Delivery Robots: Out of the Trash Heap of Ideas?

Will delivery robots, designed to travel on sidewalks, gain traction or will they ultimately end up in the trash heap of ideas?

I asked that question back in March 2019, soon after FedEx introduced its FedEx SameDay Bot. That was back in pre-pandemic days, which seems like a lifetime ago.

Has the COVID-19 pandemic improved the value proposition of delivery robots?

According to Wired, “Amazon and FedEx [have] seeded and backed [legislation] permitting delivery robots in more than a dozen states this year. At least six have become law.” Here’s more from the article:

Both Amazon and FedEx are developing delivery robots. FedEx’s bot, which is called Roxo and looks like a small refrigerator, has completed on-road tests in four cities. Scout, built to deliver Prime packages, also is testing in four cities. The companies present similar visions: A delivery van full of robots would arrive in a neighborhood, and robots would travel the “last mile” to customers’ doorsteps without human aid.

The bots aren’t quite there yet. In a blog posted last month, Amazon said it is testing a small number of devices during weekday daylight hours, for now with a person (“an Amazon Scout Ambassador”) present. FedEx CEO Fred Smith wrote in a letter to shareholders this month that Roxo is preparing for a second round of tests. “We’ll come out of this pandemic with a greater understanding of how FedEx can benefit customers—and society—through these devices,” he wrote.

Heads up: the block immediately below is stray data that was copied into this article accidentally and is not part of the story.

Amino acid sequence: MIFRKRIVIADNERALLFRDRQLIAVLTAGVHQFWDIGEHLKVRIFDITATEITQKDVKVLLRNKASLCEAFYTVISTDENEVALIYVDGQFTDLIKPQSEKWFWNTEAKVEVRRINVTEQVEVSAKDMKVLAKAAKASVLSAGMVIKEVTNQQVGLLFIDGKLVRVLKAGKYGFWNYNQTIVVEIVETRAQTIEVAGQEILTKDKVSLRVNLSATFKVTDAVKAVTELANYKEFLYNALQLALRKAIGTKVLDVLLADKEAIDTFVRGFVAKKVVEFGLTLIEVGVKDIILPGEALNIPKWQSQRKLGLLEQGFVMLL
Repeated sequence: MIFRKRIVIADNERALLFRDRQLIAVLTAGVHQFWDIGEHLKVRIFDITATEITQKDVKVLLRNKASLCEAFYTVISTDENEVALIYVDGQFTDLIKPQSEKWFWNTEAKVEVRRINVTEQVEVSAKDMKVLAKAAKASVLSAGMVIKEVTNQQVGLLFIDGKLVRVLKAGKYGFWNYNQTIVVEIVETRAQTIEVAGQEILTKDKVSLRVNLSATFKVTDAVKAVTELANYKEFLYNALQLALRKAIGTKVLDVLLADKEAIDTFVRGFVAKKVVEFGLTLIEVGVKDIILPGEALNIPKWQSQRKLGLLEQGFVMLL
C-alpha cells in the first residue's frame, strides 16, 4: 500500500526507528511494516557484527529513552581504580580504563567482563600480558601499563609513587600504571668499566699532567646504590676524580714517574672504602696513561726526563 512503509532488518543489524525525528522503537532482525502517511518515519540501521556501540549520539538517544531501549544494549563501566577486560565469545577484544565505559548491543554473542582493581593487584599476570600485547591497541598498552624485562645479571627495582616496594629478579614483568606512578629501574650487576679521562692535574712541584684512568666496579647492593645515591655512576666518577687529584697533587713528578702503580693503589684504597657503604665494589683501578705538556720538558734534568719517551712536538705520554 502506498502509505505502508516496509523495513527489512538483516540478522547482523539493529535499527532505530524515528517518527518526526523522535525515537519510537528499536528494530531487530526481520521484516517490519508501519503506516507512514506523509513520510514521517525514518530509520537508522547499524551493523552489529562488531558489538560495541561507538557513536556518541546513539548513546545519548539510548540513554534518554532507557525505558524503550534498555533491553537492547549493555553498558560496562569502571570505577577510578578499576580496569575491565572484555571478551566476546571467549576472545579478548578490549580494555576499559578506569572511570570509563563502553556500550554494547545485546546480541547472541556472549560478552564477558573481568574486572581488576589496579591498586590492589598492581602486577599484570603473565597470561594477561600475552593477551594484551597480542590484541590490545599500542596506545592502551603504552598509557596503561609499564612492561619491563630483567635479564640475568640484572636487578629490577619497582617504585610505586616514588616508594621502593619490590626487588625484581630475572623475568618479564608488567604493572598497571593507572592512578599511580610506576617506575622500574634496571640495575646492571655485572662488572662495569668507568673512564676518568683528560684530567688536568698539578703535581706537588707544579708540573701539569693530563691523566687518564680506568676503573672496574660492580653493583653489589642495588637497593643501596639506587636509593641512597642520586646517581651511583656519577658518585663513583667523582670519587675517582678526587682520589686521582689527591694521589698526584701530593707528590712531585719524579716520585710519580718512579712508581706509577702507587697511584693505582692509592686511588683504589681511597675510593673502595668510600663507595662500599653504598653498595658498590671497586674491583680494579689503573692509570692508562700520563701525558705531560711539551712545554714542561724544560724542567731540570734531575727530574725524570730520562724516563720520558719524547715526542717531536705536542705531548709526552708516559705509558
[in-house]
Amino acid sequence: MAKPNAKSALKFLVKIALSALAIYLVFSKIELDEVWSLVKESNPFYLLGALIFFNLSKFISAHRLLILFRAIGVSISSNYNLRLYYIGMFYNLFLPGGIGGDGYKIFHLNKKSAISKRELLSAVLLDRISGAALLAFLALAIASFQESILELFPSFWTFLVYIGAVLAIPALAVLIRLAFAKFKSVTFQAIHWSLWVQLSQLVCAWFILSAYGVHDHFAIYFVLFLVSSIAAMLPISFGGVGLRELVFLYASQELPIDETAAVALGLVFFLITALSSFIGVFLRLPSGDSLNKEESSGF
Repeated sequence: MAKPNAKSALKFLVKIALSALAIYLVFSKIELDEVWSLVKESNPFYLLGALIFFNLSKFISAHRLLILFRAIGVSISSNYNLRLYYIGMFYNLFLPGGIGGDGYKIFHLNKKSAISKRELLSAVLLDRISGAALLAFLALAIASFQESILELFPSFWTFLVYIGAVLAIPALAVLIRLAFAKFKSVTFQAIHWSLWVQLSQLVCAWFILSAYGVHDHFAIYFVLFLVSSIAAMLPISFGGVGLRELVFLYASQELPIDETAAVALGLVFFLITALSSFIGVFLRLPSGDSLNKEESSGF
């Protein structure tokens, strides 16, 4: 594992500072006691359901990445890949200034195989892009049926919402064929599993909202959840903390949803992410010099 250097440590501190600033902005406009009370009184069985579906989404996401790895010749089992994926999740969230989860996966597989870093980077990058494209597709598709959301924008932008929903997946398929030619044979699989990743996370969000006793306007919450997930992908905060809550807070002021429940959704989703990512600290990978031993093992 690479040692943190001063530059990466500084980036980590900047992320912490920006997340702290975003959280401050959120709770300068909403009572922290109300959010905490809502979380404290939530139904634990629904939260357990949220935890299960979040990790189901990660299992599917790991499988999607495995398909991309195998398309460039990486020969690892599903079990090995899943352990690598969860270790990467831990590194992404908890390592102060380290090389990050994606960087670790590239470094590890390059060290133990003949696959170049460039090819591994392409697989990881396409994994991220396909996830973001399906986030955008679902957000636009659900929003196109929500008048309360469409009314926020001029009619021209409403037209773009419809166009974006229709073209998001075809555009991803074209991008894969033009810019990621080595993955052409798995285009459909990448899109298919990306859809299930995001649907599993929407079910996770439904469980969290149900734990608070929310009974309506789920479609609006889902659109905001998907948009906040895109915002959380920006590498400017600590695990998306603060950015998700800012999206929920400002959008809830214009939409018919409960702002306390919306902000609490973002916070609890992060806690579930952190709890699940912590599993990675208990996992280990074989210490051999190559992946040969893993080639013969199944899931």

The article highlights the many legal and technological challenges that remain. In one case, for example, a deaf-blind woman “was surprised this summer when she encountered a delivery robot operated by the company Starship Technologies on a sidewalk in Mountain View, California, and the robot didn’t maneuver around her and her guide dog, Mylo.”

Will we turn the corner with Covid before delivery robots turn the corner in your neighborhood? I hope so. That said, the pandemic has certainly changed the value proposition of delivery robots. There is now a health and safety component to them that didn’t exist just six months ago. Delivery robots may still end up in the trash heap of ideas, but revisiting their potential in light of the pandemic — as another solution to the sharp rise in e-commerce sales and the health and safety concerns of delivery drivers and consumers — is worthwhile, nonetheless.

What do you think? Post a comment and share your perspective!

P.S. Robots in the warehouse, however, is a different story. In a recent Wall Street Journal article, Jennifer Smith writes, “Upheaval from the coronavirus pandemic is pushing more companies to consider automating distribution and fulfillment, as the consumer rush to online shopping and social distancing practices within warehouse operations add to the challenges in strained logistics networks. Although fulfillment operations still rely largely on human labor, companies have been incorporating more technology in recent years as they seek to boost output and handle swings in demand more efficiently. Covid-19 is accelerating that shift.” 

It is also accelerating investments in robotics firms. Last week, for example, XYZ Robotics announced that it raised $17 million for its pick-and-place logistics robots.